Reviewing the available literature, Martha Council and Rishu Gupta discuss the options available to treat and manage acne scarring, including chemical peels, lasers, and fillers
Acne vulgaris is a multifactorial disorder affecting the pilosebaceous unit within the skin. The pathogenesis of acne involves increased sebaceous gland activity, increased androgenetic stimulation, increased Propionibacterium acnes activity, and the release of inflammatory cytokines1. Clinically, the morphology of active acne lesions can include comedones, papules, pustules and nodules. Scarring is a common sequelae of acne vulgaris as it has been reported that up to 95% of patients with acne experience some degree of scarring. Scarring from acne is typically related to the severity of active lesions and delay in treatment. Acne can cause atrophic or hypertrophic scarring and can be further subdivided into three main subtypes: rolling, boxcar, and ice pick2–4.
Though prevention of active lesions is the primary treatment goal for acne, the resulting scarring can lead to significant psychosocial distress5. Surgical and procedural management are considered to be effective treatments for acne scars6. The authors will review different therapeutic modalities for acne scars with emphasis placed on recent studies.
A literature search was performed through PubMed and MEDLINE. Keywords in searches included words pertaining to acne and scarring including but not limited to: ‘acne’ and/or ‘acne scars’ combined with one of the following, ‘fillers’, ‘chemical peels’, ‘lasers’, ‘fractional photothermolysis’, ‘radiofrequency’, ‘microneedling’, and ‘plasma rich platelet’. A manual review of the reference list from the acquired articles was also performed. The results are set out below.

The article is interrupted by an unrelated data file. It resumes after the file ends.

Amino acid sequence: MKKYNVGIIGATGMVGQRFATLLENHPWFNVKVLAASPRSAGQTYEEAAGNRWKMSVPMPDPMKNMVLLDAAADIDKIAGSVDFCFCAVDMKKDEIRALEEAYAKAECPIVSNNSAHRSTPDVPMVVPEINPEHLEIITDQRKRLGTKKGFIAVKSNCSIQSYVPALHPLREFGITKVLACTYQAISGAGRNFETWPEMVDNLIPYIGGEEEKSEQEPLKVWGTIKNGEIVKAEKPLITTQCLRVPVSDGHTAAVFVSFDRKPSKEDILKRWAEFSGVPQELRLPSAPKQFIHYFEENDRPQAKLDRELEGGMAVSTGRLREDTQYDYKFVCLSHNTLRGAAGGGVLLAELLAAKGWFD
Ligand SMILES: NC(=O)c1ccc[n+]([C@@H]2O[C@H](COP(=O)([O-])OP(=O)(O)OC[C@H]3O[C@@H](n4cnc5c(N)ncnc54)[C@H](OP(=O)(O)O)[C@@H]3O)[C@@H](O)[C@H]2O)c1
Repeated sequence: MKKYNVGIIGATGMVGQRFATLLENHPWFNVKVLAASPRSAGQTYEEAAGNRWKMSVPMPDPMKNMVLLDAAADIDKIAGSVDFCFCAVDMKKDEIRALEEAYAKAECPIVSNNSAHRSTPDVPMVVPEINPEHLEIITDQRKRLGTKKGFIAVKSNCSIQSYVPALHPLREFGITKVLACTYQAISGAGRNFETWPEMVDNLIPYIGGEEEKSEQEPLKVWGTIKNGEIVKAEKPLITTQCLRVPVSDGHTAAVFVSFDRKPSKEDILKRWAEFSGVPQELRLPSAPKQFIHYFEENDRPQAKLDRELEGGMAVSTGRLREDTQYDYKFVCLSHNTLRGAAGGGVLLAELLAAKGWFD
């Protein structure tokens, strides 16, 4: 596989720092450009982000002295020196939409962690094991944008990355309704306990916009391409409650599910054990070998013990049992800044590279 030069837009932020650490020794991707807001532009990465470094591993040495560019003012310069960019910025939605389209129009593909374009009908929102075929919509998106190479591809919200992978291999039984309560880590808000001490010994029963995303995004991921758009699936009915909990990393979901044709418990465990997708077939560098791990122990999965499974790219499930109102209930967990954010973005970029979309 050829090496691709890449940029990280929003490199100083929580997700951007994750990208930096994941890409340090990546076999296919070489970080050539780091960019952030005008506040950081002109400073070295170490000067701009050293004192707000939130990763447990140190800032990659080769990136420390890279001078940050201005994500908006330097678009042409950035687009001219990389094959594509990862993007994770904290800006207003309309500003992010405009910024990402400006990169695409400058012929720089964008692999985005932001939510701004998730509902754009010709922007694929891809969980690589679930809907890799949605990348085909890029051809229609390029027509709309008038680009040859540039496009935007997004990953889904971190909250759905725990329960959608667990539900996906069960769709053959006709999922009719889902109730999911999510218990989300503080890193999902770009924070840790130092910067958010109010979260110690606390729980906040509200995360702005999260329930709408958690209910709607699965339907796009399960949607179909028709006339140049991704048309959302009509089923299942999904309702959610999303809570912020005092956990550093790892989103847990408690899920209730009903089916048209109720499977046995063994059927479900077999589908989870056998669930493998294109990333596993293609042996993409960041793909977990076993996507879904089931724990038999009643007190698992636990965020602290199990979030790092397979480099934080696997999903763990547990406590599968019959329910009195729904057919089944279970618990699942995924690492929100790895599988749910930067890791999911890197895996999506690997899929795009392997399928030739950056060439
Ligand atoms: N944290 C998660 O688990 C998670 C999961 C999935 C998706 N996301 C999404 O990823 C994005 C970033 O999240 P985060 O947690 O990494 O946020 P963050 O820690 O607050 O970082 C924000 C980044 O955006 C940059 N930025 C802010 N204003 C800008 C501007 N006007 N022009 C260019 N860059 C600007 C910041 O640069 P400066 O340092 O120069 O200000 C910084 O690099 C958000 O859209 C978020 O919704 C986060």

Chemical peels utilize different chemical solutions that are applied directly to the skin to destroy the epidermis and potentially the dermis depending on the depth of the peel and desired effect of treatment7.
Salicylic acid is a beta hydroxy acid and a superficial chemical peel that is generally used in the treatment of active acne and its related dyspigmentation as opposed to atrophic acne scars. Salicylic acid has comedolytic and sebostatic properties that can treat non-inflammatory and inflammatory acne and can also be safely used in darker skinned patients8. Salicylic acid has been directly compared to glycolic acid for the treatment of active acne lesions and was shown to have comparable efficacy with fewer adverse effects9,10. For erythema or hyperpigmentation related to resolving acne, application of 30% salicylic acid every 3–4 weeks for 3–5 treatments has been shown to be efficacious11. Side effects of salicylic acid include mild, transient dryness and erythema12. Salicylism can occur with application of salicylic acid to large areas due to systemic absorption, but the risk is rare and is associated with treatment of more than 50% body surface area13.
Pyruvic acid is an alpha-keto acid that has been utilized in the treatment of acne scars as a medium depth peel. Pyruvic acid has keratolytic and sebostatic properties while also promoting collagen production and elastic fiber formulation14. Pyruvic acid has been studied more for the treatment of active acne lesions but has also been shown to be effective in the treatment of acne scars at a 50% concentration14,15. Adverse events can include peeling, crusting, and a burning/stinging sensation. Proper ventilation should be utilized as the vapors from pyruvic acid can be irritating to the upper respiratory tract6.
Glycolic acid is an alpha hydroxyl acid that is considered a superficial to medium depth peel that penetrates different layers of the epidermis depending on the concentration utilized. Glycolic acid has exfoliative properties that cause desquamation and epidermolysis. For acne scarring specifically, glycolic acid has shown to increase dermal hyaluronic acid and collagen gene expression7,16. Glycolic acid peels have to be neutralized and are applied for a variable amount of time every 2 weeks until the desired effect is achieved17. More recently, glycolic acid has been shown to improve superficial to moderately deep scars when used in combination with microneedling18. Significant side effects include temporary hyperpigmentation, skin irritation, and erythema, but it is considered a safe and tolerable superficial peel17.